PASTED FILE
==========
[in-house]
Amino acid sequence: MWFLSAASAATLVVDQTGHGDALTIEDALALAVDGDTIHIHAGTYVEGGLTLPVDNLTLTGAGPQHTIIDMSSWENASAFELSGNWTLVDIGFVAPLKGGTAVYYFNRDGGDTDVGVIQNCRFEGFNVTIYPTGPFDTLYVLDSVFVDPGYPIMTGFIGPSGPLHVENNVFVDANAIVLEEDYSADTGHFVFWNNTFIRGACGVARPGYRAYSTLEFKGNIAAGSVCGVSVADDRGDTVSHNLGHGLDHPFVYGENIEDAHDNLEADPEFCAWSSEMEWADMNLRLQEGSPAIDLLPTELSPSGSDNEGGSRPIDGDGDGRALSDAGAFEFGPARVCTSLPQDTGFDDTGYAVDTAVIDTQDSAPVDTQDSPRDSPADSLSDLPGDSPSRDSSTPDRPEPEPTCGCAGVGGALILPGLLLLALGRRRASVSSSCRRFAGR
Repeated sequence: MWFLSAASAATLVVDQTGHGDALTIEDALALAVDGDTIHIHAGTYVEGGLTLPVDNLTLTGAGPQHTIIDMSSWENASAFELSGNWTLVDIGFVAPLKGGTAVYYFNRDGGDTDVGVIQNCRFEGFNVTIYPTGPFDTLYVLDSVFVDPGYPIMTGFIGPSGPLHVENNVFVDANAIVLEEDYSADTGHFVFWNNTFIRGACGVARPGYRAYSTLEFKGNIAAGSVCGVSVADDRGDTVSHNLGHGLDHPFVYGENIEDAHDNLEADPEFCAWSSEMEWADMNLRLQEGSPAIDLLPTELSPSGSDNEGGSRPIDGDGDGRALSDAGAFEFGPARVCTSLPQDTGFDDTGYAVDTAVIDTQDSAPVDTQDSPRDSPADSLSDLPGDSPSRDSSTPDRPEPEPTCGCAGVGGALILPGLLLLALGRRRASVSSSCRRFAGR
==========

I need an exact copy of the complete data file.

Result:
[in-house]
Amino acid sequence: MWFLSAASAATLVVDQTGHGDALTIEDALALAVDGDTIHIHAGTYVEGGLTLPVDNLTLTGAGPQHTIIDMSSWENASAFELSGNWTLVDIGFVAPLKGGTAVYYFNRDGGDTDVGVIQNCRFEGFNVTIYPTGPFDTLYVLDSVFVDPGYPIMTGFIGPSGPLHVENNVFVDANAIVLEEDYSADTGHFVFWNNTFIRGACGVARPGYRAYSTLEFKGNIAAGSVCGVSVADDRGDTVSHNLGHGLDHPFVYGENIEDAHDNLEADPEFCAWSSEMEWADMNLRLQEGSPAIDLLPTELSPSGSDNEGGSRPIDGDGDGRALSDAGAFEFGPARVCTSLPQDTGFDDTGYAVDTAVIDTQDSAPVDTQDSPRDSPADSLSDLPGDSPSRDSSTPDRPEPEPTCGCAGVGGALILPGLLLLALGRRRASVSSSCRRFAGR
Repeated sequence: MWFLSAASAATLVVDQTGHGDALTIEDALALAVDGDTIHIHAGTYVEGGLTLPVDNLTLTGAGPQHTIIDMSSWENASAFELSGNWTLVDIGFVAPLKGGTAVYYFNRDGGDTDVGVIQNCRFEGFNVTIYPTGPFDTLYVLDSVFVDPGYPIMTGFIGPSGPLHVENNVFVDANAIVLEEDYSADTGHFVFWNNTFIRGACGVARPGYRAYSTLEFKGNIAAGSVCGVSVADDRGDTVSHNLGHGLDHPFVYGENIEDAHDNLEADPEFCAWSSEMEWADMNLRLQEGSPAIDLLPTELSPSGSDNEGGSRPIDGDGDGRALSDAGAFEFGPARVCTSLPQDTGFDDTGYAVDTAVIDTQDSAPVDTQDSPRDSPADSLSDLPGDSPSRDSSTPDRPEPEPTCGCAGVGGALILPGLLLLALGRRRASVSSSCRRFAGR